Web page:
Puppy first aid
Hopefully your puppy will never seriously hurt himself but, being the high energy bundle that he is, he's bound to get into a few scrapes now and then and it's useful to have knowledge of basic first aid.
First Aid Box
You should always keep a few basic items on hand for emergencies, such as: cotton bandages, cotton wool or lint to clean wounds, mild pet-friendly antiseptic to wash wounds and a pair of tweezers for removing stings or objects from the mouth.
Bones, Sticks, Balls
Bones, sticks and balls can get lodged in or across the roof of a dog's mouth. If this happens, you may notice your dog pawing at his mouth, or he may find it difficult to close his jaws. You might be able to remove the object by hand or with tweezers, but if not, you'll need to get your vet to do it. He or she will use sedation to make removal easier. As always, prevention is better than cure, so never let your dog play with small balls and avoid throwing sticks.
If your puppy gets burned by hot water, oil, chemicals or ice, he'll need immediate attention. Minor burns can be treated at home - clean the affected area with a mild antiseptic and apply a soothing cream or gel such as aloe vera. Severe burns will need veterinary attention, so take your puppy to the vet straight away.
Cuts and wounds
Puppies may suffer from cuts or wounds particularly to their feet if they run on something sharp like broken glass. Clean the affected area with as dilute disinfectant such as Hibiscrub and apply a bandage if necessary. Consult your vet if you cannot stop the bleeding or the wound is severe.
If your puppy is unlucky enough to be bitten by another dog, it's always worth getting him checked over by the vet. Make a routine appointment if the bite or bites are minor and make sure your pet is seen as an emergency if they're severe.
Your puppy's ears should be shiny, pale pink inside and free from wax or discharge. They should not smell unpleasant.
All ear problems require the attention of a vet.
If your puppy has any problems with his eyes such as a scratch or conjunctivitis, you should see your vet. Try to stop your puppy rubbing his eye if you can.
A fit can be recognized by sudden, uncontrolled, spasmodic movements, often with champing of the jaw, and salivating. A fitting dog will usually fall onto its side and not be aware of its surroundings.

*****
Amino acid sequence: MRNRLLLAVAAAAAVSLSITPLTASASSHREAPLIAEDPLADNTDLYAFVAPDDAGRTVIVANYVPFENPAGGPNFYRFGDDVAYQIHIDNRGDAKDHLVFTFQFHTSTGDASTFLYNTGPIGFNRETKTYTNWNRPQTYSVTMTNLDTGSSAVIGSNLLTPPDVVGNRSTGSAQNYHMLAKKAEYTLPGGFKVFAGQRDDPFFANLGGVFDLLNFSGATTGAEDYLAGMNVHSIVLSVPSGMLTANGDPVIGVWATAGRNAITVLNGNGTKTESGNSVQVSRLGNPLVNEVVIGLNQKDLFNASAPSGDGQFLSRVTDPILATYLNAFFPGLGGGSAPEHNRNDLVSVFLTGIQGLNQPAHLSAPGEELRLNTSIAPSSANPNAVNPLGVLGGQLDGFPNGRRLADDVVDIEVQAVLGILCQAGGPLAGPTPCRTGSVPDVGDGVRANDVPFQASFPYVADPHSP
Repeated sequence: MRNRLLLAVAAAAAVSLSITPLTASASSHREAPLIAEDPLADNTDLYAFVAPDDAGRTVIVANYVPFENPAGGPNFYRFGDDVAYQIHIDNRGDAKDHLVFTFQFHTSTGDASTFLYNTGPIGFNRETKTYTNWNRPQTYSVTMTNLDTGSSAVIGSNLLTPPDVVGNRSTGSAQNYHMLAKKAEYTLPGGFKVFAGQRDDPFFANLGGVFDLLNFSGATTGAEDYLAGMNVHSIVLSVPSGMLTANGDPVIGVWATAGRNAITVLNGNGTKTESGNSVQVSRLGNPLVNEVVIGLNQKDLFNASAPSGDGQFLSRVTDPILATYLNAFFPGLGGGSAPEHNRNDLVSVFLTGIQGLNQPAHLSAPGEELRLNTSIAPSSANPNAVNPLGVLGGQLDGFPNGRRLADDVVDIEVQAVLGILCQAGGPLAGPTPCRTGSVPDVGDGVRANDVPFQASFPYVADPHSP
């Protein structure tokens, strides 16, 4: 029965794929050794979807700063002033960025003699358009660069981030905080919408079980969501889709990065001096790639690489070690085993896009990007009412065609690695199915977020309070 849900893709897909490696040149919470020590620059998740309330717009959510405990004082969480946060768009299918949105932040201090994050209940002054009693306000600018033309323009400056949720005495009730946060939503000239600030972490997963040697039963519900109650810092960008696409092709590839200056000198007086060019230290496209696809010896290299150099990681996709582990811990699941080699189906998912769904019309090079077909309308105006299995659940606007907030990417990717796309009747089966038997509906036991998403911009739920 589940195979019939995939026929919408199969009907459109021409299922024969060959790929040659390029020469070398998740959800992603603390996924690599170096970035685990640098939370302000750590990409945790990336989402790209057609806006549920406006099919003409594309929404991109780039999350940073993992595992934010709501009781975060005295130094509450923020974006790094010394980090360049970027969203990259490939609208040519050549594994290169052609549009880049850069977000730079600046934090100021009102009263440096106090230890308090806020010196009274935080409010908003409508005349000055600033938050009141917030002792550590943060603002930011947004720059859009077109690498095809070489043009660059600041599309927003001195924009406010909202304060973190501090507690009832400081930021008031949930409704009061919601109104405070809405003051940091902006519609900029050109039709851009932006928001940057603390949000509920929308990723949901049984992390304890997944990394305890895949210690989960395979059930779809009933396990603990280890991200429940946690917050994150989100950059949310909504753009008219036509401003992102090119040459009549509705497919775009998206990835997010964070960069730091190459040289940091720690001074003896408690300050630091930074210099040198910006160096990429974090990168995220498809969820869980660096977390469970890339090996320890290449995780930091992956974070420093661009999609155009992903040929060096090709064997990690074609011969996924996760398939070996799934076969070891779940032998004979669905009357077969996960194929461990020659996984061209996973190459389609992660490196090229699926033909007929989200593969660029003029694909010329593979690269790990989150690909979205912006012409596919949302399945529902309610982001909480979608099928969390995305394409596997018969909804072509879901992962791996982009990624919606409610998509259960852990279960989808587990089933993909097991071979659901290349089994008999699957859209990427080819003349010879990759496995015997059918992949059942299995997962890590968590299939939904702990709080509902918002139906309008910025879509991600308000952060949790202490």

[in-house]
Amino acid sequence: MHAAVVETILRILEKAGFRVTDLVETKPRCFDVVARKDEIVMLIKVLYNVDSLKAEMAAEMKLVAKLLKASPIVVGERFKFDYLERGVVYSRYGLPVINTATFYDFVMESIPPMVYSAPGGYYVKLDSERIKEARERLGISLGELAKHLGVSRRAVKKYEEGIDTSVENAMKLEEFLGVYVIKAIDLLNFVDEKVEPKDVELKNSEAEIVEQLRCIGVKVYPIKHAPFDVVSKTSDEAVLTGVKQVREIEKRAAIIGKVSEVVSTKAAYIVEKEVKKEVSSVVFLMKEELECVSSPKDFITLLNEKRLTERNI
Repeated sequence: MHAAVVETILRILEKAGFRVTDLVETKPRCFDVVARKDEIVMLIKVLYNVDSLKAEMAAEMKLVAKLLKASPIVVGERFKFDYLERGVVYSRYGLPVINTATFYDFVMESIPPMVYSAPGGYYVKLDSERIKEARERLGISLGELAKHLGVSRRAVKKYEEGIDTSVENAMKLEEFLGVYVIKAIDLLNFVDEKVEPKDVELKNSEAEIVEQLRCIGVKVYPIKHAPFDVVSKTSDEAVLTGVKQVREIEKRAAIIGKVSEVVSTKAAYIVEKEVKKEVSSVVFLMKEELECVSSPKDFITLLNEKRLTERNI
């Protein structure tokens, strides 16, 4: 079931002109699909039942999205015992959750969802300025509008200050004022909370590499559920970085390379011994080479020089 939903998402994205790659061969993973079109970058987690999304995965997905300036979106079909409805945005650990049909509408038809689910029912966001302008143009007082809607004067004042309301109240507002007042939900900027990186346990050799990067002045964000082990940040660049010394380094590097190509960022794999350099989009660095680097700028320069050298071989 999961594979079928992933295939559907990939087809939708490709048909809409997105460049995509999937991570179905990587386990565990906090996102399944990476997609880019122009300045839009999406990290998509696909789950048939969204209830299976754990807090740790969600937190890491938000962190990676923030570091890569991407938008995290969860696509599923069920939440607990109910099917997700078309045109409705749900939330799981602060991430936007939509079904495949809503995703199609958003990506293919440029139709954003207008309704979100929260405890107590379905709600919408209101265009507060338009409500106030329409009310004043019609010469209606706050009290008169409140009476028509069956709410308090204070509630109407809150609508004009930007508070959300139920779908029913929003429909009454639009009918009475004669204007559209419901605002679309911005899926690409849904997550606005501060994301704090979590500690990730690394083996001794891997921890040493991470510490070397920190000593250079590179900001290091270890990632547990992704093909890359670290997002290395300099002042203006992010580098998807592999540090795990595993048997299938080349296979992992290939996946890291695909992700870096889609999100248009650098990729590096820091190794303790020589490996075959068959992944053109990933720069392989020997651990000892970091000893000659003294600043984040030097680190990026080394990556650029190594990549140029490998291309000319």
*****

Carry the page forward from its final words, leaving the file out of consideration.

If your puppy does have a fit, don't try to restrain him. Instead, try to remove any furniture or hard objects around him he could hurt himself on. Turn off all stimuli such as lights, radio, television, washing machine etc, and darken the room so he can recover quietly.
You should always consult your vet if your puppy has a fit.
Fractured or pulled-off claws
These can be very painful and tend to quickly become infected. Bleeding is often profuse. If possible try to apply a bandage to the foot and then take your puppy to the vet as antibiotics are often required and the claw may sometimes need to be clipped back under sedation or anaesthetic.
The best advice as far as heat stroke is concerned is that prevention is better than cure. Make sure your puppy doesn't stay out in the sun for too long on hot days and that he's not out in the midday heat.
If, despite your best efforts, he does get mild heatstroke, cool him down as best you can with wet towels or a fan, get him to drink plenty of cool water and make sure he gets lots of rest.
Serious heatstroke will require the attention of a vet.
If your puppy is obviously in pain and can't put any weight on his leg you should take him to the vet immediately to rule out the possibility of a fracture.
In less severe cases, check the pad for thorns, embedded grit or cuts and look for damaged nails.
Puppies are very inquisitive and there's always the possibility your puppy will get hold of something he shouldn't. Like heatstroke, prevention is better than cure and you need to puppy proof your home and garden to ensure he can't get at things that could be harmful like slug pellets, bleach or human chocolate. If you suspect that you pet has digested something he shouldn't have done then always bring the packaging to your vet as this will help them identify the problem and source an antidote.
If the worst does happen, see your vet as an emergency.
Road Traffic Accidents
If your puppy has been involved in an accident, you should call your vet straight away. Your puppy may be in shock and could react unpredictably. So approach him slowly and carefully. If possible, lift your dog onto a blanket (or use the mat from the car foot well), then get him to the vet as quickly as you can. If he cannot be moved, you may have to ask your vet to visit the scene.
Stings and insect bites
If your puppy has severe swelling around his mouth, nose or throat that could cause breathing difficulties due to a sting, you should get him to the vet's immediately.
If the sting or bite isn't causing any serious problems, you can alleviate your puppy's discomfort by applying a cold compress to the affected area.